Seat's head of connected car and infotainment claims the technology is there for governments to easily put blanket speed restrictions on new cars
25 June 2019

One of the Volkswagen Group’s senior figures in in-car technology has confirmed it has reached the point where governments could insist that cars no longer break speed limits.

Leyre Olavarria, head of connected car and infotainment for Seat, admitted that cars actively preventing drivers from breaking a speed limit does not pose a technical challenge, given ‘intelligent speed assistance’ will be made mandatory from 2022

Asked what would happen if governments legislated for cars to no longer be capable of exceeding speed limits, in order to reduce road casualties and remove the cost of buying, installing and maintaining networks of speed cameras, Olavarria told Autocar: “From a technical perspective, it is possible. We can do it. It’s more a legal issue; how do regulators want to position themselves. It’s not a technical challenge to do that – the data is available.”

Some experts envision a future where drivers may choose to opt out, and switch off any system that prevented them from breaking a speed limit, in much the same way it is possible to cancel the electronic stability control system of some cars.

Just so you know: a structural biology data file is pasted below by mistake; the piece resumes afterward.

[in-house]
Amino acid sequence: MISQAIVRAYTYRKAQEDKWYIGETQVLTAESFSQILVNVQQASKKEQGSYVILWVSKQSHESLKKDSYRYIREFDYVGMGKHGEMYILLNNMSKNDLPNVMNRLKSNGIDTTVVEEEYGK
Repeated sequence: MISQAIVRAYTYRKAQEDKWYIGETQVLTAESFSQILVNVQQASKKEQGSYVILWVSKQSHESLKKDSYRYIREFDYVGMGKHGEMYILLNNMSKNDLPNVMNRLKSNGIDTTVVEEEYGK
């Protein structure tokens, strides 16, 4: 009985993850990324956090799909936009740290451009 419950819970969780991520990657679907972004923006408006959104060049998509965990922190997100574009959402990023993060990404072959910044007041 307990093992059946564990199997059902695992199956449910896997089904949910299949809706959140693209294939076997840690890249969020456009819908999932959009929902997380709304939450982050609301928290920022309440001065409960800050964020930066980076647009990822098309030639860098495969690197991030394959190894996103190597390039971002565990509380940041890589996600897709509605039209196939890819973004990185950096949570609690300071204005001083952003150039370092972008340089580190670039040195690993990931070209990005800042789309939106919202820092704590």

As the connected car and associated data becomes commonplace, many drivers have expressed concerns over the potential for data to be used against them. Olavarria said that, at present, GDPR data protection law clearly defines that data associated with driving remains private and the property of the owner of the vehicle.

Find an Autocar car review

Driven this week

“We are GDPR-compliant, and that is our priority. The data belongs to our customers and they are the only ones who can release the data. But if the law changes, then we will change as well and adapt our policies,” said Olavarria. 

Modern cars already alert the emergency services in the event of a serious accident. And Hyundai recently revealed that it was working with MDGo, a company that specialises in medical artificial intelligence systems, to provide detailed predictions about likely injuries to vehicle occupants, based on the forces involved, deployment of airbags and more. 

Olavarria manages Seat’s new software development centre, which is leading research and development solutions around micro mobility on behalf of the Volkswagen Group.